Florence Fuller

Florence Ada Fuller ( * 1867 in Port Elizabeth, South Africa, † July 17, 1946 in Gladesville, Australia) was an Australian artist of South African origin. As a child she moved with her family moved to Melbourne, where she was taught by her uncle Robert Hawker Dowling and Jane Sutherland. She attended the National Gallery of Victoria Art School and was the late 1880s professional painter. 1892 she left Australia and traveled first to South Africa, where she painted for Cecil Rhodes. Some of his last portraits come from her. She then studied in Europe. Between 1895 and 1904 her work was exhibited at the Paris Salon and at the Royal Academy in London.

In 1904 she returned to Australia and went to live in Perth. She became active in the Theosophical Society and painted some of her most famous works, including The Golden Hour. From 1908 she traveled around a lot, lived for a time in India and England, before she returned to Australia and settled until the end of their lives in Sydney. There, she taught life drawing at the School of Fine and Applied Arts, which was founded in 1920 by the New South Wales Society of Women Painters.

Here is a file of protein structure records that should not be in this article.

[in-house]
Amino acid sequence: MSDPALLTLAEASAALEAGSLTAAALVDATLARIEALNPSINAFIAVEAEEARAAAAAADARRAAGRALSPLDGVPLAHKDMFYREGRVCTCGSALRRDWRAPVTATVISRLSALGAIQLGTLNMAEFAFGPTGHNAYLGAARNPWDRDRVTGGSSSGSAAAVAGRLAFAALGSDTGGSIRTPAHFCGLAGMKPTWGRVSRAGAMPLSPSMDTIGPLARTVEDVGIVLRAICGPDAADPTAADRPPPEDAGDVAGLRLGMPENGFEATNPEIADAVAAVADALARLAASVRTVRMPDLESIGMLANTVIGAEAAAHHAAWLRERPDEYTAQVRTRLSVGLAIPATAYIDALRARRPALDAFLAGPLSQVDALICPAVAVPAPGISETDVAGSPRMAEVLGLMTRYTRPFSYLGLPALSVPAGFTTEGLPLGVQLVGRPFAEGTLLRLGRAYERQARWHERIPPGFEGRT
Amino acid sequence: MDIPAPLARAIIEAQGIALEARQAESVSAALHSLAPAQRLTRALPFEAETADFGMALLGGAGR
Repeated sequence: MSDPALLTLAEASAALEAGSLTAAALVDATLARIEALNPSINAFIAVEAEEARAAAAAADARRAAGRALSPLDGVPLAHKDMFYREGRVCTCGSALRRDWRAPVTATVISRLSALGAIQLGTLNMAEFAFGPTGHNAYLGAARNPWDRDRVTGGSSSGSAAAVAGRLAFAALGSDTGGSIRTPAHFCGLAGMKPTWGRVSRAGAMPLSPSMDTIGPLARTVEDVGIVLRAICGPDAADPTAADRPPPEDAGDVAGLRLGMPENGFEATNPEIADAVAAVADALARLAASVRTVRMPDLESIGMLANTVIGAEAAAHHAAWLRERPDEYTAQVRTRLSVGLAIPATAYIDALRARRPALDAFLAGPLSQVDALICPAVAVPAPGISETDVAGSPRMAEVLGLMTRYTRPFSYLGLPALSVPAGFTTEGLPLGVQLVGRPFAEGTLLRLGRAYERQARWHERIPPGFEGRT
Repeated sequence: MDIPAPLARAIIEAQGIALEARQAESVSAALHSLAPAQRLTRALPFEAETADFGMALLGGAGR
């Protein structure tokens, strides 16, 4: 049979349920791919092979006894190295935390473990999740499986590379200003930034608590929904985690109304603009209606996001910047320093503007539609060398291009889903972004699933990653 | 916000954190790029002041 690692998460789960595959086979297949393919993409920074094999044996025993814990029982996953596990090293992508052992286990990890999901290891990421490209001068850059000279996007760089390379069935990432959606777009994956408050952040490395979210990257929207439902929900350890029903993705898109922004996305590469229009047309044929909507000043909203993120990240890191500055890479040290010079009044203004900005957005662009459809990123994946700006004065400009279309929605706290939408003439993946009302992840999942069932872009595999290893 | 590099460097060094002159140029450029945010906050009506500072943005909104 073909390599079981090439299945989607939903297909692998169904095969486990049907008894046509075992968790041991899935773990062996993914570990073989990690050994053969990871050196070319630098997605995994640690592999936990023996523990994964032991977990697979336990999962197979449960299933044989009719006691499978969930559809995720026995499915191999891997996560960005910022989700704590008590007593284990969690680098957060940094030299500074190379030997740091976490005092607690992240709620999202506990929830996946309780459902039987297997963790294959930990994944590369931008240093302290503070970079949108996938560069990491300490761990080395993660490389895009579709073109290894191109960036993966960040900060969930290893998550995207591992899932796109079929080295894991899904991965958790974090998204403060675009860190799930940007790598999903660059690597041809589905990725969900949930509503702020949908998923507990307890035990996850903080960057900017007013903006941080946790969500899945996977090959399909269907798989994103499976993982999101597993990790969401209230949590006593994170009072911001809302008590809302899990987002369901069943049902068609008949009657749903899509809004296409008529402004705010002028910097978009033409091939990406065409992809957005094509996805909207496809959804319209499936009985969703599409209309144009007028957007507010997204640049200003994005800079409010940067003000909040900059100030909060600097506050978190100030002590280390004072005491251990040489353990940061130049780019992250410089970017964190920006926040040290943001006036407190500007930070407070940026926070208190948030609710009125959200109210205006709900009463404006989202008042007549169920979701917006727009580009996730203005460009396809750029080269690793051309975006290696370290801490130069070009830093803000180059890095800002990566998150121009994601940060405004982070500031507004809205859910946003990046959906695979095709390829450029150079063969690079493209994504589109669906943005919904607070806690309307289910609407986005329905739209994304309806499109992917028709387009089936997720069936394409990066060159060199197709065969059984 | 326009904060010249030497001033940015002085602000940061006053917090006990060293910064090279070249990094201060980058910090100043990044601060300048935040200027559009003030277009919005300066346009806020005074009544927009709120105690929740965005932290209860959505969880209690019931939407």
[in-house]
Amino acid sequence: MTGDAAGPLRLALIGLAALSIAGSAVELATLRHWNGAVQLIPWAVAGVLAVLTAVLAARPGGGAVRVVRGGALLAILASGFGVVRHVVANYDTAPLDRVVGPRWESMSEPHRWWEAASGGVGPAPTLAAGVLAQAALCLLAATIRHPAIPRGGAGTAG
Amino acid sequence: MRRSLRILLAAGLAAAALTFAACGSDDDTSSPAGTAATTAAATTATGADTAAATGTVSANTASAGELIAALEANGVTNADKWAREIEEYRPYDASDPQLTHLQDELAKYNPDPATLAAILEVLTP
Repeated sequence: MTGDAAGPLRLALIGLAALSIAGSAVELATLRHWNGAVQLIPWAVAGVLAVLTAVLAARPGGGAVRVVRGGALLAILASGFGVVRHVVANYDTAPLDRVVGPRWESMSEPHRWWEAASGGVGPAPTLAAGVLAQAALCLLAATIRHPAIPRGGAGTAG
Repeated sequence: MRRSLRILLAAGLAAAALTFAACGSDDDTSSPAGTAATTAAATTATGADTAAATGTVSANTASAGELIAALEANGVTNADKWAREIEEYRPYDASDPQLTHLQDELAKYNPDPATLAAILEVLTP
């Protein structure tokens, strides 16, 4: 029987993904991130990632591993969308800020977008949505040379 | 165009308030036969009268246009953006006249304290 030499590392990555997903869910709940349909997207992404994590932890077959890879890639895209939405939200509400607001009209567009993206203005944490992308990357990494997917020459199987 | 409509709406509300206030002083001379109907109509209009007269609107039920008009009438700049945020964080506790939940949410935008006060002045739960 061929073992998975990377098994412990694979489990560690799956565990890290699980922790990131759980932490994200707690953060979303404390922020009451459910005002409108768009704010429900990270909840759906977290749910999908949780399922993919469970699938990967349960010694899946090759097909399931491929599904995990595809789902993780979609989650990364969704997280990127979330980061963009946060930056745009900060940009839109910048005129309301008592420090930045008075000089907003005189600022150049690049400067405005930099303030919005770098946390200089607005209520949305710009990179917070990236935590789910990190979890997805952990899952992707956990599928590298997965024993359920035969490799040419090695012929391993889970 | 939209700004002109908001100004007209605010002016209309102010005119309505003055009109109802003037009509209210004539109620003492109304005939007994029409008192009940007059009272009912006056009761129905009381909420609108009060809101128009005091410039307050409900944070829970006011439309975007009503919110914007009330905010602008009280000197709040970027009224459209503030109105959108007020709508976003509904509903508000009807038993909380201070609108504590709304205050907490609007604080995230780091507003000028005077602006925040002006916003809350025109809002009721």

Fuller painted mainly portraits and landscapes. 1914 her paintings were shown in three Australian and a South African gallery, which she was one of the most awarded Australian painters of their time. Then they fell into oblivion and was often omitted in reference books about Australian artists. Today her paintings are in many Australian art collections again ( Art Gallery of South Australia, Art Gallery of Western Australia, National Gallery of Australia, National Gallery of Victoria and the National Portrait Gallery ).


  • Inseparables (1900)
  • Summer Breezes (1904 )
  • A Golden Hour (1905 )
  • Portrait of Deborah Vernon Hackett (ca. 1908)